The story is more about the various characters—the two sisters, their lovers, their own background and history—and how each is affected, rather than the crime and ensuing investigation which seems to be an afterthought to contribute to the main plotline.

Written with verve, the novel seems to drag along except for some more “exciting” portions.  Much of the descriptions of one sister’s divorce and subsequent life seem labored, and the ending was to this reader quite unsatisfactory.  In fact the title of the book might be a fit description for its conclusion:  It seems to just hang without any wrapping up.  That notwithstanding, the novel still bears reading, and is recommended.

Reviewed by Ted Feit, August 2011.

~~~~~~~~~~~~~~~~~~~~~~~~~~~~~~~~~~~~~~~~~~~~~~~~~~~~~~~~~~~~

Bad Boy
Peter Robinson
Harper Paperbacks, November 2011
ISBN: 978-0-0613-6296-5
Mass Market Paperback

Murphy’s Law seems to apply to the premise behind this novel.  After a well-earned vacation touring the U.S. Southwest and the wonders of LA and San Francisco, DI Banks finds, upon his return to Eastvale, that an old friend has died after police tasered him, Banks’ daughter is missing, and everything is in an uncontrolled mess.

It starts when a former neighbor of Banks discovers a gun which had been hidden by her daughter in her bedroom when visiting her parents.  The mother visits the police station hoping to discuss the situation with Banks who, unfortunately, is still away.  When the police raid the house, the woman’s husband dies of a heart attack after the aforementioned taser incident; Banks’ daughter, Tracy, infatuated with the man who owned the gun (the “bad boy” of the title) warns him of the police inquiries and hides him in her father’s cottage.  And from that point on, as Banks returns, everything goes downhill.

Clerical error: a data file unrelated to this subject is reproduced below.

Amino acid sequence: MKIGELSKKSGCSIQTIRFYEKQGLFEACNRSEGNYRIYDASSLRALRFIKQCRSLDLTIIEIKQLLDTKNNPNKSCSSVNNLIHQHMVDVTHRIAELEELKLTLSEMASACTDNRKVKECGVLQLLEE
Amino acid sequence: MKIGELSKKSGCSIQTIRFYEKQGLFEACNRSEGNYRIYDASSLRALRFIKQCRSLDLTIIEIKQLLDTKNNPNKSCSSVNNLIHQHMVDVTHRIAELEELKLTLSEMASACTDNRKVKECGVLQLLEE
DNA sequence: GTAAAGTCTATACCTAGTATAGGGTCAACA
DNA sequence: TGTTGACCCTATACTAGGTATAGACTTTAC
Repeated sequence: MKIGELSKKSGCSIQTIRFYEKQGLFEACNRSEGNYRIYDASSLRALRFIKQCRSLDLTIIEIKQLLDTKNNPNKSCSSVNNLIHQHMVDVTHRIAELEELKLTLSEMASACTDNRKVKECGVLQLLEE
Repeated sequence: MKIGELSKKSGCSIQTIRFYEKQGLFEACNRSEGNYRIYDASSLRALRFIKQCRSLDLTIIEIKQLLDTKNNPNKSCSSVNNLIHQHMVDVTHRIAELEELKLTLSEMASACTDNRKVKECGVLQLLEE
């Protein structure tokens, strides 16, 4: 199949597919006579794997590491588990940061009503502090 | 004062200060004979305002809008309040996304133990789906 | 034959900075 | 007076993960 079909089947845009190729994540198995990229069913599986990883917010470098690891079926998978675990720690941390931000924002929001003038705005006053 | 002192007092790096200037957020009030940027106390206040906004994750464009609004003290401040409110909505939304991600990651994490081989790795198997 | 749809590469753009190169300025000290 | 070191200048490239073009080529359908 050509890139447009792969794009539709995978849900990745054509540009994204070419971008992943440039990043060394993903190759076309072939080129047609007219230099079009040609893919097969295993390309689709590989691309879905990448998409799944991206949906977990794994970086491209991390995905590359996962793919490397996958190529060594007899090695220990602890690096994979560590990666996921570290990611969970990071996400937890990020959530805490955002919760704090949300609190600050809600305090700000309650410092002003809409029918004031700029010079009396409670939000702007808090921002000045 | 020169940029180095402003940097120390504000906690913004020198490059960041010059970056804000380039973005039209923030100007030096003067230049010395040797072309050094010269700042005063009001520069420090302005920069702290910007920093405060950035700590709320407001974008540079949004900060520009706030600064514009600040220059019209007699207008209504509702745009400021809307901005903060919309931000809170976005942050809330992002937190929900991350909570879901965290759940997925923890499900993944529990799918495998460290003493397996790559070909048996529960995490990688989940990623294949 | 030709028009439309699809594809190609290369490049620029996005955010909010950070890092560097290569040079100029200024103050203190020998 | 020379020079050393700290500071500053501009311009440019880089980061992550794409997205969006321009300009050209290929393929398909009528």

The chase begins with Tracy’s status changing from willing lover to hostage, and Banks and the rest of the police force struggling with the lack of clues as to where the fugitive and his captive are.  As usual, Banks doesn’t always play by the rules.  But then, neither does the bad boy.  Another well-written and off-beat story in the series, and highly recommended.

Reviewed by Ted Feit, October 2011.

~~~~~~~~~~~~~~~~~~~~~~~~~~~~~~~~~~~~~~~~~~~~~~~~~~~~~~~~~~~~

Raylan
Elmore Leonard
William Morrow, February 2012
ISBN: 978-0-06-211946-9
Hardcover

Resurrecting Raylan Givens, the U.S. Marshall from Kentucky given to wearing a Stetson cowboy hat and shooting instead of apprehending, Elmore Leonard once again uses his unusual talent for writing droll dialogue and creating amusing and unusual characters to entertain the reader.  This time, he begins in Harlan County, where marijuana is king instead of coal (100 pounds of weed can fetch $300,000) which apparently doesn’t satisfy two nincompoop sons of the dope-grower who turn their attention to reaping and selling body parts.

Then the author goes on to tell us about another cast of characters, with the slyness only he can muster.  It’s a world only people created by Leonard inhabit, and they talk as only he can make them speak.  Read it and laugh.  Highly recommended.

Reviewed by Ted Feit, December 2011.